When the weather turns frosty and we ourselves begin to bundle up, it is important to take pause and consider the needs of our furry companions. While some breeds of our beloved pets may thrive in the cold weather, many others are not well adapted for cold temperatures.
There are, however, many steps you can take to ensure your pets stay warm and safe even on the coldest of winter days. If you have outdoor pets, consider bringing them inside, especially on days where the temperatures dip below freezing for more than a few hours at a time. If brining your pet inside is not an option, ensure they have a warm, dry place bed down that provides shelter from the wind and snow and access to a water source that will not freeze.
Keeping warm burns calories so increasing their food may be necessary as well to ensure they have the energy they need to sustain themselves. Providing these essential basics can be the difference between life and death when the temperatures plummet – in some cities there are even laws in place to protect pets that are left tethered without these items for more than 30 minutes.
Our indoor pets need a little extra attention in the winter as well, especially those that need to go outside at least a couple of times a day for exercise and to relieve themselves. Even though our pets are covered in fur, they are susceptible to frostbite just as we are, especially on their tails, ears, and paws. Salt and ice can also be painful to walk on and can cut the pads of their feet. If you notice your pet is holding his feet up when outside or winces when walking on the cold ground or after stepping on patch of salt consider purchasing a pair of pet boots that you can slip on their feet before venturing outside.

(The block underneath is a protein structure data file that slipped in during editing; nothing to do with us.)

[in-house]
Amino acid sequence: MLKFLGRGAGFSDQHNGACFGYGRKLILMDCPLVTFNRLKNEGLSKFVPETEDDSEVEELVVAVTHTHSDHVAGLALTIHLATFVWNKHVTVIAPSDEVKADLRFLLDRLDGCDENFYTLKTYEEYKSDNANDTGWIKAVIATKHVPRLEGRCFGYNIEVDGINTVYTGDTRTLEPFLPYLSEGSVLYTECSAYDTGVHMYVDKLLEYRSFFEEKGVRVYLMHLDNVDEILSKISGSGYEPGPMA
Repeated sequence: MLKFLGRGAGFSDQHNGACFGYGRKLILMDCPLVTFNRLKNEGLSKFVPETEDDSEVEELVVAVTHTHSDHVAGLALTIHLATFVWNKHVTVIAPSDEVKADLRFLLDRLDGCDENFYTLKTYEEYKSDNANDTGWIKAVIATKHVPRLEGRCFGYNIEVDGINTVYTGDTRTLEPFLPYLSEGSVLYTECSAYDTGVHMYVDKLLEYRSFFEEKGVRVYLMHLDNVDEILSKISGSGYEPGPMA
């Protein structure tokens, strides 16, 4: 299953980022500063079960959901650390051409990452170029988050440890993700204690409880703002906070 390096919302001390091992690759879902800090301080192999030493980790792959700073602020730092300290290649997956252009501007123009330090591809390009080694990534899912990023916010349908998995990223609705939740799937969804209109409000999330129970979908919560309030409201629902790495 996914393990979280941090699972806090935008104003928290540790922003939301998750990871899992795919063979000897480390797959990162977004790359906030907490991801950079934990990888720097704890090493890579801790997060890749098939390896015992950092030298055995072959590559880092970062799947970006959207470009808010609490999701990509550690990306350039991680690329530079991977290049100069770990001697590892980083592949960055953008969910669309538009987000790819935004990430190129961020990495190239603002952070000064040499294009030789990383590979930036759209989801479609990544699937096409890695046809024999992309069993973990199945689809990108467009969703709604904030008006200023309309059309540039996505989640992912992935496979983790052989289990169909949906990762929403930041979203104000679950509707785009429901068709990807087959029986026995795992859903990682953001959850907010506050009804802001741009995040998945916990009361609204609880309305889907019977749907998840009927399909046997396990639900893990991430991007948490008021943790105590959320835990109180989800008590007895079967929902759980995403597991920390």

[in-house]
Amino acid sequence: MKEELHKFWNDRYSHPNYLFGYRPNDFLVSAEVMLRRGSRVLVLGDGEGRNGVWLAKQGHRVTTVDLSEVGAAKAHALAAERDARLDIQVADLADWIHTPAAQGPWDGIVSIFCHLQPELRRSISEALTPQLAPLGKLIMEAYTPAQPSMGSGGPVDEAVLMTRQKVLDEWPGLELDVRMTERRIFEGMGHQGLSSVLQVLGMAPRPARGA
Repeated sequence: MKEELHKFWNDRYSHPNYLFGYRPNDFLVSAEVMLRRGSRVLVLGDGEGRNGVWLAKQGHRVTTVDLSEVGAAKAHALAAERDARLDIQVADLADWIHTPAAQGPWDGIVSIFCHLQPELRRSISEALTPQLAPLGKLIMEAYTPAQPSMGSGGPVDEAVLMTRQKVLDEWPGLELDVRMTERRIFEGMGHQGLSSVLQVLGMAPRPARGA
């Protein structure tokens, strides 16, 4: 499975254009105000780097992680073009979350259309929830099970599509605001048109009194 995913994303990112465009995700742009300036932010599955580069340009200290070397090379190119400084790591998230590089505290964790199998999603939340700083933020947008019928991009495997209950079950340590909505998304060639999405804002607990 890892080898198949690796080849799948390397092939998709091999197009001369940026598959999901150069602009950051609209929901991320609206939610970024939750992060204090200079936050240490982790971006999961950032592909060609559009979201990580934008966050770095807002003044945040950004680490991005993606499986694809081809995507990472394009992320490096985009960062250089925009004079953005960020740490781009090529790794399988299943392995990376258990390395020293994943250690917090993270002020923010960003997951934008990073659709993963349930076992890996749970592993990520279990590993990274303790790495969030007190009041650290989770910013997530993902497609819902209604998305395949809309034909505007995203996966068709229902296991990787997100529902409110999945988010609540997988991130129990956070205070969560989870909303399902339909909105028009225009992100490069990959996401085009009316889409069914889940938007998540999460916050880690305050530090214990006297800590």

If your pet does not wear boots, you may want to wipe off their paws after returning inside to get the salt off of their feet which can also become a skin irritant. If you have a short haired pet, a toy breed, or a pet that is older or suffering from health problems, you may also need to invest in a coat for them to wear when out and about in the winter.
Basic training for your pets can be especially helpful in the winter as well, for both their safety and your own. Make sure your pets do not tug on the leash while they are out for a walk, which could cause you to slip on an icy surface. If you prefer off leash walking, ensure your pets know terms such as “leave it” or recall on command so they do not put themselves in dangerous situations, such as walking out on a partially frozen pond or drinking from puddles on the side of the road that may contain antifreeze.
If there are outdoor cats in the neighborhood it is also a good habit to give them a warning before starting your car by knocking on the hood a couple of times. Many cats will curl up under the hood on the warm engine block to escape the cold and can be seriously injured when the car is started.
Taking these simple steps will help make the winter a little bit warmer, safer, and a lot more enjoyable for you and your furry companions.